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The African-American Shakespeare Company Celebrates 20 Years Of Theater

When Sherri Young founded the African-American Shakespeare Company (AASC) 20 years ago, she was driven by a love of Shakespeare and a desire to give actors of color a chance to play roles for which they were normally shut out, like Lady Macbeth or Hamlet. “I’d always wanted to see [a] Shakespeare play done with black people,” she said. 

Young began her creative career as a ballet dancer, but she switched to theater because her figure was deemed too curvy for a ballerina. Seeking an alternative, she went on to train with the American Conservatory Theater (ACT).

Founder Sherri Young.

Though Young and her fellow students of color were able to do Shakespeare at school, there was an expectation that they would stick to “black plays” upon graduating. In the early '90s, initiatives to spread diversity on stage and in film led to a singular type of representation of blacks in the media at the time, with gritty portrayals like New Jack City or Boys In the Hood.

Young loved Shakespeare, but would often be the only black person in the audience. “I wanted to marry the two extremes, to make Shakespeare less intimidating," she recalls. Her goal was to make the Bard more relevant to modern audiences, particularly audiences of color and youth. 

To mount her first Shakespeare production, Young charged $3,000 to her credit card and rented a 60-seat theater for two days. She called fellow actors from ACT, asking them, “Hey, wouldn’t it be great to play roles you don’t normally get?” They were all on board, and the gamble paid off. 

The production got covered by the Oakland Tribune, and quickly sold out. “People were excited." But once it closed, she faced more challenges. "At the time I was only 22 or 23, and I didn’t know what I was doing.” She believed that after the two-day showcase, all the grant money would come in and she “could go to the Bahamas." As it turned out, she had to prove herself to grant makers, and she had a friend who tried to take the business from her. “You find out what you’re made of when you have challenges.”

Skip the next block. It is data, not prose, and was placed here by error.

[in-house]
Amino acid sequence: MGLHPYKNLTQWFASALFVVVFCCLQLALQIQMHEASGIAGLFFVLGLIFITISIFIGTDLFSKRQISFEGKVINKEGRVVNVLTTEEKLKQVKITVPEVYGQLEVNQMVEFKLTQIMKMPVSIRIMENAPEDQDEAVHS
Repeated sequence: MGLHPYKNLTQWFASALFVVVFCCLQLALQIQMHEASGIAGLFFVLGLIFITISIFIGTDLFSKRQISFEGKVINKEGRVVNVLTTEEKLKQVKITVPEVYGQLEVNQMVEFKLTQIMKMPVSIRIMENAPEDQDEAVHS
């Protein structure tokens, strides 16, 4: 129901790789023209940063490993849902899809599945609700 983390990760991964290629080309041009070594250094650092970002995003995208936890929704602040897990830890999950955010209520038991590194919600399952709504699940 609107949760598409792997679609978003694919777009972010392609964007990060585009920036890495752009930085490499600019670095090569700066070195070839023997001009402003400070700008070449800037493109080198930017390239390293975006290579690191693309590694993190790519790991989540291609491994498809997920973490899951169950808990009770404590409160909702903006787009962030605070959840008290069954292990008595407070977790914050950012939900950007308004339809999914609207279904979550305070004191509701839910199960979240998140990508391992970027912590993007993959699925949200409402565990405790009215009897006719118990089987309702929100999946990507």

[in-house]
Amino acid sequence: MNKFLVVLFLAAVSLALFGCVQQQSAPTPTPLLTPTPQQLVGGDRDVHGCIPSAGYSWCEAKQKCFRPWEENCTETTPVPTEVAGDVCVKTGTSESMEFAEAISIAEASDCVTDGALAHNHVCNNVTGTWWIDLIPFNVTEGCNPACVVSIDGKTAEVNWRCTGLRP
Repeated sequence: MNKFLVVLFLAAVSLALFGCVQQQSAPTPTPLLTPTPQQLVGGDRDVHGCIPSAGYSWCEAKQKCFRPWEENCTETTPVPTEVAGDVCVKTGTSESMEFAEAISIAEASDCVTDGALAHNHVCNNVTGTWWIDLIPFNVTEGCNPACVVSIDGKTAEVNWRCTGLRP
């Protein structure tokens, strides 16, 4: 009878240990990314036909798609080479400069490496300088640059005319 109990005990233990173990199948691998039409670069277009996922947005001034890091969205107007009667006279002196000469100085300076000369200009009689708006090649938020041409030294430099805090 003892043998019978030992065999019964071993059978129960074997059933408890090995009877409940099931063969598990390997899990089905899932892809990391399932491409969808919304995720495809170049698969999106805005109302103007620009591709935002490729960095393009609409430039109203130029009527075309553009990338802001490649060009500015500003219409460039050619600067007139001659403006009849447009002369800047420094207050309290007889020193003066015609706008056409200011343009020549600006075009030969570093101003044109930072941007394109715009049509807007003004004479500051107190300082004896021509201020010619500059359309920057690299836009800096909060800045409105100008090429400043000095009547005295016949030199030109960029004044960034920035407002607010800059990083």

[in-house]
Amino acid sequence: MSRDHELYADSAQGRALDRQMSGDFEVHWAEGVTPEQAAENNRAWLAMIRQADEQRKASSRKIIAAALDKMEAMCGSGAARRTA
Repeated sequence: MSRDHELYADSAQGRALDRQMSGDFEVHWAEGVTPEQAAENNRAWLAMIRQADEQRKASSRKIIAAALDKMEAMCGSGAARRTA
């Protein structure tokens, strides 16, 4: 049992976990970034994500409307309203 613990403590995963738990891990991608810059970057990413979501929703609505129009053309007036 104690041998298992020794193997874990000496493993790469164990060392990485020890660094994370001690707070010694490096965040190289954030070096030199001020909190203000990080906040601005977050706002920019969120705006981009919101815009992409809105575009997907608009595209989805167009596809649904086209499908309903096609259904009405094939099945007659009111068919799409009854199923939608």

Actress Ryan Nicole Austin.

Ten years ago, AASC really started becoming a company. “Once you start putting down roots, it gets serious,” Young said. She quit her financial job and started focusing on the company full-time. “I learned a long time ago that you can’t do two things seriously.” 

She now handles accounting, payroll, contracts, and taxes; manages interns; and helps the artistic director (acclaimed actor L. Peter Callender) pick actors. Plays are chosen by the artistic director, usually on the basis of what will fill the house, and performances are held at the Buriel Clay Theater in the African American Art & Culture Complex at 762 Fulton St. (at Webster).

Callender has served as artistic director for the past five years. The group's season normally consists of a Shakespeare play, an American classic, the annual holiday production of Cinderella, and a fourth play. 

The cast of Xtigone.

Last season, the group tried something different with Xtigone, a modernized version of Antigone by emerging playwright Nambi Kelly. Xtigone was so popular, it beat Cinderella, normally the group's biggest box-office draw.

“L. Peter came up with great concepts,” said Young of the play's success. She also notes the group was helped by working with a living playwright who they could ask about any element of the production. 

Young is excited about the future of AASC and the legacy she’s created. “I know how to do other things, but this is only thing I know.”

AASC is housed in the African American Arts and Culture Complex at 762 Fulton St. This season, which begins in October, will include Romeo and Juliet and CinderellaFor more information on AASC, visit their website or call (415) 762-­2071.

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